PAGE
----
12. Teachers' Grading Decision Making

    Science.gov (United States)

    Isnawati, Ida; Saukah, Ali

    2017-01-01

    This study investigated teachers' grading decision making, focusing on their beliefs underlying their grading decision making, their grading practices and assessment types, and factors they considered in grading decision making. Two teachers from two junior high schools applying different curriculum policies in grade reporting in Indonesian…

  13. Student Attitudes Toward Grades and Grading Practices.

    Science.gov (United States)

    Stallings, William M.; Leslie, Elwood K.

    The result of a study designed to assess student attitudes toward grading practices are discussed. Questionnaire responses of 3439 students in three institutions were tabulated. Responses were generally negative toward conventional grading systems. (MS)

  14. Achievement report in fiscal 2000 on technological development to recycle waste building materials and glasses. Development of waste building material recycling technology (Research and development of recycling technology corresponding to grades of demolished building lumbers); 2000 nendo kenchiku haizai glass nado recycle gijutsu kaihatsu seika hokokusho. Kenchiku haizai recycle gijutsu kaihatsu (kenchiku kaitai mokuzai no hin'i ni taioshita recycle gijutsu no kenkyu kaihatsu)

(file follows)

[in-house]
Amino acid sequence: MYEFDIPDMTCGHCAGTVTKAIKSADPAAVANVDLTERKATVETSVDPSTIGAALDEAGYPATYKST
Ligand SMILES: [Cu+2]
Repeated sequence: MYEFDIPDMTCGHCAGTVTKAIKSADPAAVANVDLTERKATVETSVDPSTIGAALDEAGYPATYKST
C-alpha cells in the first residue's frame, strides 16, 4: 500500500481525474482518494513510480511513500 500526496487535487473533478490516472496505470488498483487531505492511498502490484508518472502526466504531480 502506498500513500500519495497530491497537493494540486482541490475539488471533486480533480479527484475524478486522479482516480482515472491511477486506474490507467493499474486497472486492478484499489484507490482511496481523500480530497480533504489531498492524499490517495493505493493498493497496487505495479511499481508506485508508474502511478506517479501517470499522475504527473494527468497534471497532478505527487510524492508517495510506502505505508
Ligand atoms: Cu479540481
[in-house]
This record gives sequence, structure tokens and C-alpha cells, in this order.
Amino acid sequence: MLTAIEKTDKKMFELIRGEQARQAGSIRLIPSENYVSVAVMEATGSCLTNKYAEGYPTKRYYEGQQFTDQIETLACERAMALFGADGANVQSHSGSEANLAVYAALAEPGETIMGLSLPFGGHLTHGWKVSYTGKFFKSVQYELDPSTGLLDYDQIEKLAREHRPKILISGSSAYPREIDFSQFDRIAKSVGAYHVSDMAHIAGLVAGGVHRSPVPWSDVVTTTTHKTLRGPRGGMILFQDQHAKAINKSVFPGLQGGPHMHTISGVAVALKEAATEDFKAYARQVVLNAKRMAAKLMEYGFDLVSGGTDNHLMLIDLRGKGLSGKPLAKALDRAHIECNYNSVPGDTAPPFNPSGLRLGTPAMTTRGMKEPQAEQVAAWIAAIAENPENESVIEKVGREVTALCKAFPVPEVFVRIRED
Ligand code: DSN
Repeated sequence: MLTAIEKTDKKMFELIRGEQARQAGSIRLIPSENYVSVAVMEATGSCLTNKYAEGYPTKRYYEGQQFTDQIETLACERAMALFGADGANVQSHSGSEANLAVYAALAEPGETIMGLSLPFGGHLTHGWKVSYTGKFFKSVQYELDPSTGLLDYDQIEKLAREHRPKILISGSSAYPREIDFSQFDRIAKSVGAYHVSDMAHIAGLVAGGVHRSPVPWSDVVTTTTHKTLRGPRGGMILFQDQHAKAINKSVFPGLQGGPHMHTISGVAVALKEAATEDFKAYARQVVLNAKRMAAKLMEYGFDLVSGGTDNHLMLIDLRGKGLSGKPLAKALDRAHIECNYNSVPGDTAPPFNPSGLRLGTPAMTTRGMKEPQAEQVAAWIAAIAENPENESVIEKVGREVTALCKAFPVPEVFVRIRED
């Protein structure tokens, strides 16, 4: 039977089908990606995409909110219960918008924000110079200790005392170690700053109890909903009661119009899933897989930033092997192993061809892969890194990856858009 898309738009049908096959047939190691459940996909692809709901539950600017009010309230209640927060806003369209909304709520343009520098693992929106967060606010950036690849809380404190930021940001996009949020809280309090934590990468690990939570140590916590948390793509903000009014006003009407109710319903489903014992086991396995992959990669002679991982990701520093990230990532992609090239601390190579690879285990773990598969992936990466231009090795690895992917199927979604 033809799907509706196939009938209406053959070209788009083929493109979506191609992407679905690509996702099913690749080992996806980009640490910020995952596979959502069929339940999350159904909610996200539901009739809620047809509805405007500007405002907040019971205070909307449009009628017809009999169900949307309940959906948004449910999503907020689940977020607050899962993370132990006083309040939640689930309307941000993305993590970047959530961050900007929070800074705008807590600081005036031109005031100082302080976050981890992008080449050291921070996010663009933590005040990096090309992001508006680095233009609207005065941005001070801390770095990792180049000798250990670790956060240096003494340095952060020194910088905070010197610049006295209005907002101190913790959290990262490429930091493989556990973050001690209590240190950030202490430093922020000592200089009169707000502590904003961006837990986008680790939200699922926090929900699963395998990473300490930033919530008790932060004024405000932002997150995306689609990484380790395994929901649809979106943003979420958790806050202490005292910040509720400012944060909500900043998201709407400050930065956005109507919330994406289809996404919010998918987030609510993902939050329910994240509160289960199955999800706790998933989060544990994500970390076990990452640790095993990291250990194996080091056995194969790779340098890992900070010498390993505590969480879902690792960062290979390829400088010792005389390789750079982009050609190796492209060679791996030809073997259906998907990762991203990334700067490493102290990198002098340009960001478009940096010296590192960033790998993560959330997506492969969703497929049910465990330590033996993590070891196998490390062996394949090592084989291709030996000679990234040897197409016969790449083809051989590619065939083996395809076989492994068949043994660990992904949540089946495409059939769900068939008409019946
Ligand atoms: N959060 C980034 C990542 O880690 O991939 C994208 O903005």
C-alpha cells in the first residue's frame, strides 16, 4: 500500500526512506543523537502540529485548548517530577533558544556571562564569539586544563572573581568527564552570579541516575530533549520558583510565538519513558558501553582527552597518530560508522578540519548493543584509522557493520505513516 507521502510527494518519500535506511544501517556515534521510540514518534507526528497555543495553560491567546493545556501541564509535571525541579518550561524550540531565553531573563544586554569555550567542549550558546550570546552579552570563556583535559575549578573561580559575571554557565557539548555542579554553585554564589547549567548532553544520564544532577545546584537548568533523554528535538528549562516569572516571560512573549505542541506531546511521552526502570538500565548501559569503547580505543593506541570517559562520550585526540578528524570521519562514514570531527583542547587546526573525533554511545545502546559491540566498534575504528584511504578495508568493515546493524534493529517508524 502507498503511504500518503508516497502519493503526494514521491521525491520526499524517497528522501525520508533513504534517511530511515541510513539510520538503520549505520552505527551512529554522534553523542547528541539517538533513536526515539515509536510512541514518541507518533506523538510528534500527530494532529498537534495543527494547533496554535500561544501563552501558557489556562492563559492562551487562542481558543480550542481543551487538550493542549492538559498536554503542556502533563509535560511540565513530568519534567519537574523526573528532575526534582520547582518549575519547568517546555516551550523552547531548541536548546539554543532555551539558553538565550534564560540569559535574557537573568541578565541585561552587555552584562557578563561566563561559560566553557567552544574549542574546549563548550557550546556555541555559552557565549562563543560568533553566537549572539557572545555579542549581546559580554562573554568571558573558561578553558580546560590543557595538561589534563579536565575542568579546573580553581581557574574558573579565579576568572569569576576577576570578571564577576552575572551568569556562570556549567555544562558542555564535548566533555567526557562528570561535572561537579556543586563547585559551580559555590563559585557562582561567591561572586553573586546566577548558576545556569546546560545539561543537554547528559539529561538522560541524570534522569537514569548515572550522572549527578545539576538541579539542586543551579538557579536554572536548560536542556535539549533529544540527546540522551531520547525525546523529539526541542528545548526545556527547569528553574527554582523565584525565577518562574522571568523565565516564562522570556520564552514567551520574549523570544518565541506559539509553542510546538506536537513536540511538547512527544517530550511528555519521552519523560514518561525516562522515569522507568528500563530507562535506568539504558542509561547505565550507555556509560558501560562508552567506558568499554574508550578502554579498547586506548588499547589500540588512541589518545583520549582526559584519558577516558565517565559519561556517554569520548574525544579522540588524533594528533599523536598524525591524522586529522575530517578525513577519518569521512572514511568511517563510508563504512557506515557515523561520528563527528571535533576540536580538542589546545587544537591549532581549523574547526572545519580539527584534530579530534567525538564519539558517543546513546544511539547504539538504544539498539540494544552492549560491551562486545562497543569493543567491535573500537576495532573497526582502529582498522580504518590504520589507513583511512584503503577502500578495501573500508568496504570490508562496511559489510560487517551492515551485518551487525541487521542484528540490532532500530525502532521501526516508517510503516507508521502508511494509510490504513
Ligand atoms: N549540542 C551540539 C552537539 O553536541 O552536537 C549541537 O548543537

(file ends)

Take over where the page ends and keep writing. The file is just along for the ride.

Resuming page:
Energy Technology Data Exchange (ETDEWEB)

    NONE

    2001-03-01

    With an objective to reduce wastes, and promote effective utilization of wood resources, research and development has been made on a demolished building material recycling technology. This paper summarizes the achievements in fiscal 2000. In developing the technology to manufacture high water resistant wood boards, discussions were given on resor type phenolic resin as an adhesive, and on the medium density fiberboard (MDF) being a substitute material for plywood as the wooden board. As a result, a highly water resistant MDF that can clear JIS E0 has been developed. In the research of a technology to enhance durability of wooden boards, the in-liquid roll press method was devised to perform impregnation of chemicals into board raw materials continually and simply, whose device was fabricated on a trial basis. With regard to recycling of medium to low grade wood-based wastes, researches were performed on pulverization of the wastes, fabrication of liquefied woods, and effective utilization of the liquefied woods. Both of a hammer mill and a chip saw crusher fabricated wood powder with nearly uniform grain size regardless of types of the wood-based wastes. Liquefaction of plywood and PB boards required more stringent reaction conditions than liquefaction of such ordinary members as pillar materials and laminated lumbers. (NEDO)